Agnieszka loves her valley home, her quiet village, the forests and the bright shining river. But the corrupted Wood stands on the border, full of malevolent power, and its shadow lies over her life.
Her people rely on the cold, driven wizard known only as the Dragon to keep its powers at bay. But he demands a terrible price for his help: one young woman handed over to serve him for ten years, a fate almost as terrible as falling to the Wood.
The next choosing is fast approaching, and Agnieszka is afraid. She knows—everyone knows—that the Dragon will take Kasia: beautiful, graceful, brave Kasia, all the things Agnieszka isn’t, and her dearest friend in the world. And there is no way to save her.
But Agnieszka fears the wrong things. For when the Dragon comes, it is not Kasia he will choose.
Cover image and description sourced from Goodreads, https://www.goodreads.com/book/show/27827627-uprooted
Because Naomi Novik’s beautiful story somehow managed to be darkly enchanting while still remaining entirely down to earth.
Uprooted was something I had been meaning to read for quite a while; I was drawn to it’s striking cover while putting stock away when I was working at the bookshop, and when I saw the near-endless list of praise on its cover, including comments from some of my favourite authors, it moved to the top of my to-read list. I put a copy on hold at my local library; I picked it up three days later, and had finished it three days after that.
Naomi Novik’s writing reminds me in some ways of Laini Taylor’s. They both use beautiful language to create incredibly realistic, three-dimensional worlds full of magic and wonder. I felt like Naomi’s writing was somewhat darker, but not in a way that left me feeling pessimistic and down-trodden. Instead, it had a wonderful heartiness and earthiness to it – it is the darkness not of a lonely car park in an unpleasant area of town, but of a clearing in the wood, lit only by the moons glow through the leaves, filled with the sounds of small creatures rustling through the undergrowth and the smell of rain on warm earth.
Uprooted takes many cues from well-known fairy tales and fables, but it remains entirely unpredictable. The story flows along very like a river – rumbling along gently, until an unexpected boulder diverts it along an entirely new path from the one you had anticipated. While many of the settings tower high into the sky, the story as a whole is kept very much grounded by the narrator and protagonist, Agnieszka. I found Agnieska to be a wonderfully relateable character – it probably says something about me that I connected so easily with such a stubborn character, but I choose to ignore that! I particularly loved Agnieszka’s disinterest in the beautiful, elaborate clothing that so often accompanies life-altering occurrences like the ones she experiences. Long-winded, overly-detailed descriptions of clothing have become a bit of a pet peeve of mine, so to see them being wryly made fun of was definitely something I enjoyed!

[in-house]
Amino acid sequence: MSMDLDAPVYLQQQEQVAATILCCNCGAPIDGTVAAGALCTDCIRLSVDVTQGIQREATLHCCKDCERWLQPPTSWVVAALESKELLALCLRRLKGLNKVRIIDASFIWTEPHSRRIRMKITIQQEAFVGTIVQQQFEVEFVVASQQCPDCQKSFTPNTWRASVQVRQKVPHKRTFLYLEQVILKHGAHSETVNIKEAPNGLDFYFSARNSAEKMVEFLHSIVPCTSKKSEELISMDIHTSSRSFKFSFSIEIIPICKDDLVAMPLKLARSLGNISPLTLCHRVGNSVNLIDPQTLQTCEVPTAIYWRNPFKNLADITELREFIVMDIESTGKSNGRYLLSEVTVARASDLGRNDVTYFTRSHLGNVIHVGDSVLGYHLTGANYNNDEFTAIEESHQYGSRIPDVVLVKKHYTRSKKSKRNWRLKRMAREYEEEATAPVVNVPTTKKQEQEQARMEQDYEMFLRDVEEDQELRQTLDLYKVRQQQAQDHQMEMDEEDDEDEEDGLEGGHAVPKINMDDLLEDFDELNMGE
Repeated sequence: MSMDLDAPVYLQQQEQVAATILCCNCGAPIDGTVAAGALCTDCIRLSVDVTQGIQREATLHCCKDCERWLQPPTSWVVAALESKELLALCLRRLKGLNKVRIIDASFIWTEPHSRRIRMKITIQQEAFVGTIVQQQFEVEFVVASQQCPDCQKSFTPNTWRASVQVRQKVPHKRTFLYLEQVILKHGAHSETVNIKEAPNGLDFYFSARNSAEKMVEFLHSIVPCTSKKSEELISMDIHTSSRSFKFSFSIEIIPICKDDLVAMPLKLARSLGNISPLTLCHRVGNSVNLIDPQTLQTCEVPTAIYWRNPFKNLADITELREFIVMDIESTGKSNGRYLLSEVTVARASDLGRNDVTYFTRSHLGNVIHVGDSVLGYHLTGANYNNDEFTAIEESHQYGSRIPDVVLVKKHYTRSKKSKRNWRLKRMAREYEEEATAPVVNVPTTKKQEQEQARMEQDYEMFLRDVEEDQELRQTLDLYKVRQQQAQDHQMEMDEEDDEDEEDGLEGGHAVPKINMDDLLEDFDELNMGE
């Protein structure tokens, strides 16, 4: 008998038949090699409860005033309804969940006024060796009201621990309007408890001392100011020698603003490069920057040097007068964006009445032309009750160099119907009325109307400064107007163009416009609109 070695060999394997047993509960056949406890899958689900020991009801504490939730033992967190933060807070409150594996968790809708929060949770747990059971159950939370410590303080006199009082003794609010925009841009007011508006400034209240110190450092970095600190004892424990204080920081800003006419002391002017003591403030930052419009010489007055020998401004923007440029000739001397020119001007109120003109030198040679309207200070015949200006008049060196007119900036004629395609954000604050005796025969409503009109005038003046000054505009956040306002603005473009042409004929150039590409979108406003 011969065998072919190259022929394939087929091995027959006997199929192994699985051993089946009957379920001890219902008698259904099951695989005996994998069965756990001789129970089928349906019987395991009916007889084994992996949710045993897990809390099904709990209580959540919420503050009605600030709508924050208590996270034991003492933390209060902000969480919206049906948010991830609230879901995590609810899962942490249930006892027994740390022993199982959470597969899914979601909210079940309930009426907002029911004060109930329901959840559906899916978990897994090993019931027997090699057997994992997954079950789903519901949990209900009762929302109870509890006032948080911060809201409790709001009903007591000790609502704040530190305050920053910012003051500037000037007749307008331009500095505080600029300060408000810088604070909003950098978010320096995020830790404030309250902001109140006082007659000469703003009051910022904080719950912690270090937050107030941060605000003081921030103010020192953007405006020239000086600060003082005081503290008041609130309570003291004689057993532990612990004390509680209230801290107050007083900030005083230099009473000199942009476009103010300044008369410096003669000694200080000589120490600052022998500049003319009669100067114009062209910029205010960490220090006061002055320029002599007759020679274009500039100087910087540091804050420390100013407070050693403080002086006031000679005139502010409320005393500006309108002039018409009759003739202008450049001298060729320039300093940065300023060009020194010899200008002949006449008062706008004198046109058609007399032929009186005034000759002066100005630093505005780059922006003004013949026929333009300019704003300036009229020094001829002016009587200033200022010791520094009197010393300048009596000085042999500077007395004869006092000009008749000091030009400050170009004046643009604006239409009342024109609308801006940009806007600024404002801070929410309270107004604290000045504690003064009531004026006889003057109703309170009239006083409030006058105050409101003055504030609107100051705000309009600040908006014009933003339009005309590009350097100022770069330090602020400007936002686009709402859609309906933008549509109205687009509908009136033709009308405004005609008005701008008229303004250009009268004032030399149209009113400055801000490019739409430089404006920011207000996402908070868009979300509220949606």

I sometimes struggle with finding fantasy stories that I truly enjoy – it is a fine line between books which I find too childish, and those which I find too dark and unpleasant to be an enjoyable read. I often struggle with fantasy that isn’t labelled as Young Adult – I have tried a number of times to read or watch Game of Thrones, because I find the world and its characters absolutely fascinating, but I just can’t get through it, as I find it too disturbing. Uprooted is one of the few books that perfectly slots into that small space that hits all the marks, along with books like Strange The Dreamer by Laini Taylor and The Night Circus by Erin Morgernstern. I have heard good things about Naomi Novik’s other works, so while they aren’t quite my usual type, they have made their way onto my to-be-read list, and I have a feeling I’ll be searching the library for them fairly soon!
Naomi Novik’s wonderful story was an incredibly enjoyable read, centred around a protagonist and a magic that were both intricately complex, yet also practical and humble. I was quickly drawn in by the wonderful writing and the beautiful world it was used to create, and it has made it’s way onto the mental shelf reserved for my very favourite fantasy books.